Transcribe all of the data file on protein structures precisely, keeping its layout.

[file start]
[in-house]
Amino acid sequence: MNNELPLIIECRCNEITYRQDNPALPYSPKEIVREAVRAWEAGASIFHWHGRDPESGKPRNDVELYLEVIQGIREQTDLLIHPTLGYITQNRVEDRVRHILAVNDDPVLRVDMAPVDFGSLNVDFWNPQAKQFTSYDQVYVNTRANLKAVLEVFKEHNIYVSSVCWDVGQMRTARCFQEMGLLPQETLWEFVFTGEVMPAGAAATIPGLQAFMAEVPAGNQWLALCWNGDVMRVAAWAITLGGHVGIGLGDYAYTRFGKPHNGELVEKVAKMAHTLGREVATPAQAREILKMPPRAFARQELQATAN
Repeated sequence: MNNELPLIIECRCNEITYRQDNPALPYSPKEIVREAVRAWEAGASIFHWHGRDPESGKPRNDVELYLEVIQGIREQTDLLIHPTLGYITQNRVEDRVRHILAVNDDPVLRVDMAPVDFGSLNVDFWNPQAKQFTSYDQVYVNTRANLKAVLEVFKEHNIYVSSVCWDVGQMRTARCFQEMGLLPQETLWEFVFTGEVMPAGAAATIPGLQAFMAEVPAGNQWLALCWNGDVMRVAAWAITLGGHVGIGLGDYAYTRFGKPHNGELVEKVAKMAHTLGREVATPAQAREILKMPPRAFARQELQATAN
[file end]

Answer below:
[in-house]
Amino acid sequence: MNNELPLIIECRCNEITYRQDNPALPYSPKEIVREAVRAWEAGASIFHWHGRDPESGKPRNDVELYLEVIQGIREQTDLLIHPTLGYITQNRVEDRVRHILAVNDDPVLRVDMAPVDFGSLNVDFWNPQAKQFTSYDQVYVNTRANLKAVLEVFKEHNIYVSSVCWDVGQMRTARCFQEMGLLPQETLWEFVFTGEVMPAGAAATIPGLQAFMAEVPAGNQWLALCWNGDVMRVAAWAITLGGHVGIGLGDYAYTRFGKPHNGELVEKVAKMAHTLGREVATPAQAREILKMPPRAFARQELQATAN
Repeated sequence: MNNELPLIIECRCNEITYRQDNPALPYSPKEIVREAVRAWEAGASIFHWHGRDPESGKPRNDVELYLEVIQGIREQTDLLIHPTLGYITQNRVEDRVRHILAVNDDPVLRVDMAPVDFGSLNVDFWNPQAKQFTSYDQVYVNTRANLKAVLEVFKEHNIYVSSVCWDVGQMRTARCFQEMGLLPQETLWEFVFTGEVMPAGAAATIPGLQAFMAEVPAGNQWLALCWNGDVMRVAAWAITLGGHVGIGLGDYAYTRFGKPHNGELVEKVAKMAHTLGREVATPAQAREILKMPPRAFARQELQATAN